June 28: “A Gracious Way to Correct a Bible Preacher or Teacher”

9 Minute Read

TODAY’S BIBLE READING:

2 Kings 13:1–14:29
Acts 18:23–19:12
Psalm 146:1-10
Proverbs 18:2-3

TODAY’S BIBLE VERSE(S):

Acts 18:24-26 (CSB): “Now a Jew named Apollos, a native Alexandrian, an eloquent man who was competent in the use of the Scriptures, arrived in Ephesus. He had been instructed in the way of the Lord; and being fervent in spirit, he was speaking and teaching accurately about Jesus, although he knew only John’s baptism. He began to speak boldly in the synagogue. After Priscilla and Aquila heard him, they took him aside and explained the way of God to him more accurately.”

REFLECTIONS ON TODAY’S BIBLE VERSE(S):

Preachers and teachers of the Word have a profound duty to make sure that they are accurately conveying the truths of Scripture to others. We stand in positions of influence and others might take our words as fact … when we might be wrong.

So, there has to be checks and balances. Preachers and teachers must be corrected if we have an incorrect understanding of some portion of Scripture.

After all, James 3:1 makes it clear that we are going to receive a stricter judgment by God. If we are wrong, we will lead others astray, and their blood will be on our hands.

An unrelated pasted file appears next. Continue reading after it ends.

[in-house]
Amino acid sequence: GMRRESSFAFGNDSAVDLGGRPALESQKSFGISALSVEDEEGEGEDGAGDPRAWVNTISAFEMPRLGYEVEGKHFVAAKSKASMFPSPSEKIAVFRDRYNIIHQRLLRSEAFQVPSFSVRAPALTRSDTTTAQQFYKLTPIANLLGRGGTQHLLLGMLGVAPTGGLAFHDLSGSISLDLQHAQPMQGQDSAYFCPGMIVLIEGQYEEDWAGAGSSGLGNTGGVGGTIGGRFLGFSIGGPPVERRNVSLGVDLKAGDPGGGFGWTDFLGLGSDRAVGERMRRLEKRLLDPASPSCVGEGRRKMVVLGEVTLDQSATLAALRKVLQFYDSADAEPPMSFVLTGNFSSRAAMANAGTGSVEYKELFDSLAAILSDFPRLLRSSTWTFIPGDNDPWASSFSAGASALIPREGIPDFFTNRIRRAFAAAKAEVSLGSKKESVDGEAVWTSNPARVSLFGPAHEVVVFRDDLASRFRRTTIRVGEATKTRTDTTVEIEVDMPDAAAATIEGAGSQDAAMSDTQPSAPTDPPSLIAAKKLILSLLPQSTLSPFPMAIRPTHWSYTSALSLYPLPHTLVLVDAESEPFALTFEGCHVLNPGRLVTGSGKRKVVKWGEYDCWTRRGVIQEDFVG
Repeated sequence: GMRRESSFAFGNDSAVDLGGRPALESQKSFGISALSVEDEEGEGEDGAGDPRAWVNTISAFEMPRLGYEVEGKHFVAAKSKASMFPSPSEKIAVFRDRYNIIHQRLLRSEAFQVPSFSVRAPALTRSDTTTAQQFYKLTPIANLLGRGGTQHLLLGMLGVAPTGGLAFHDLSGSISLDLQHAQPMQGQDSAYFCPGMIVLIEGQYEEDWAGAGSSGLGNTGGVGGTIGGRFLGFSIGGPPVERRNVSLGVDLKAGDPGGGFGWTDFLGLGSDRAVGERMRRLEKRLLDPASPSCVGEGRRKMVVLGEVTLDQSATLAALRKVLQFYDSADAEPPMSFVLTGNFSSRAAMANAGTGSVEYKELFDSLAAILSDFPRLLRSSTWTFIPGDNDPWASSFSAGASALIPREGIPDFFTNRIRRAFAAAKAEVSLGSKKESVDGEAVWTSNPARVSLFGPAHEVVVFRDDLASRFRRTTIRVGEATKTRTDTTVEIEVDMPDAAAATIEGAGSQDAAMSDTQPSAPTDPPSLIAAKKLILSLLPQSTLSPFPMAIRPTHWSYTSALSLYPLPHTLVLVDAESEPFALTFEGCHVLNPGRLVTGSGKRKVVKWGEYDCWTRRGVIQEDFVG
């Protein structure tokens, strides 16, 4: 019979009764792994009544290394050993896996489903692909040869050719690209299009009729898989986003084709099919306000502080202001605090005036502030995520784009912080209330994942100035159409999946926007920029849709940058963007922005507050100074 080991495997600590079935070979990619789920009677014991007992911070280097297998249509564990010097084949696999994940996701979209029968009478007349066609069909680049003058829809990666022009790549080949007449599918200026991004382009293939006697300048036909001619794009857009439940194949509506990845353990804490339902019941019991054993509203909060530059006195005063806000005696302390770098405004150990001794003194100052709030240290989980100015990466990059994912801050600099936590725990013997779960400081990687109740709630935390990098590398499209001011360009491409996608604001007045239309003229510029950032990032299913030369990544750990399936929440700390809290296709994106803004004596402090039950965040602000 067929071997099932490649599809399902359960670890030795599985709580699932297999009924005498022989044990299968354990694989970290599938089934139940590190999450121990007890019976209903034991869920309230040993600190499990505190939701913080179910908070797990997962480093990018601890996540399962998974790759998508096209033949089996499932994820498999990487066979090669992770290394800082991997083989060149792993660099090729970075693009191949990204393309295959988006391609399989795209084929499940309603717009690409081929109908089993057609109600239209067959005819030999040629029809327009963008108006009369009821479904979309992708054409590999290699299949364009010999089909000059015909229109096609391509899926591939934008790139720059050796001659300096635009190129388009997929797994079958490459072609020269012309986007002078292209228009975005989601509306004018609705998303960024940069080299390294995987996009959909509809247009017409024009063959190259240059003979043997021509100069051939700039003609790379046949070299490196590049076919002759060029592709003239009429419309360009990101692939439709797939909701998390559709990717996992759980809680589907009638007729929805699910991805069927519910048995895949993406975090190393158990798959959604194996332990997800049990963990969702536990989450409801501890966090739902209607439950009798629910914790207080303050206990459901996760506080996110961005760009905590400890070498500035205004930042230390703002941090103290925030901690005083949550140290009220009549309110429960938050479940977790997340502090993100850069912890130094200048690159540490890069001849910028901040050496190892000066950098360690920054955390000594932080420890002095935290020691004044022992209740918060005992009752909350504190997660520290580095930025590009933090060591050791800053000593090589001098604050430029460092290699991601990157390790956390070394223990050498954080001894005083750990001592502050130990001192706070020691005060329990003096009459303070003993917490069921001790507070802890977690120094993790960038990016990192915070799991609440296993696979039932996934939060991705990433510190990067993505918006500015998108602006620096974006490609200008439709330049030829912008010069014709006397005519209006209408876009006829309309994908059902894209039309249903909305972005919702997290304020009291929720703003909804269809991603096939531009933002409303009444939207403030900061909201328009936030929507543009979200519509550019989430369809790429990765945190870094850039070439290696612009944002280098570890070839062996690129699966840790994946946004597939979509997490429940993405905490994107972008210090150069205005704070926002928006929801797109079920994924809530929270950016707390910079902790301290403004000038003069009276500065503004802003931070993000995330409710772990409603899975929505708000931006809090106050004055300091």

James 3:1 (CSB): “Not many should become teachers, my brothers, because you know that we will receive a stricter judgment.”

It is in the best interest of the preacher/teacher and those who are listening to them that they are corrected if they are wrong on a biblical matter. There must be people in the congregation who take it upon themselves to be like the noble believers in Berea.

Acts 17:11 (CSB): “The people here were of more noble character than those in Thessalonica, since they received the word with eagerness and examined the Scriptures daily to see if these things were so.”

So, if a preacher or teacher is presenting something as truth, but they are incorrect, how should they be confronted?

Let me share with you one way NOT to do it…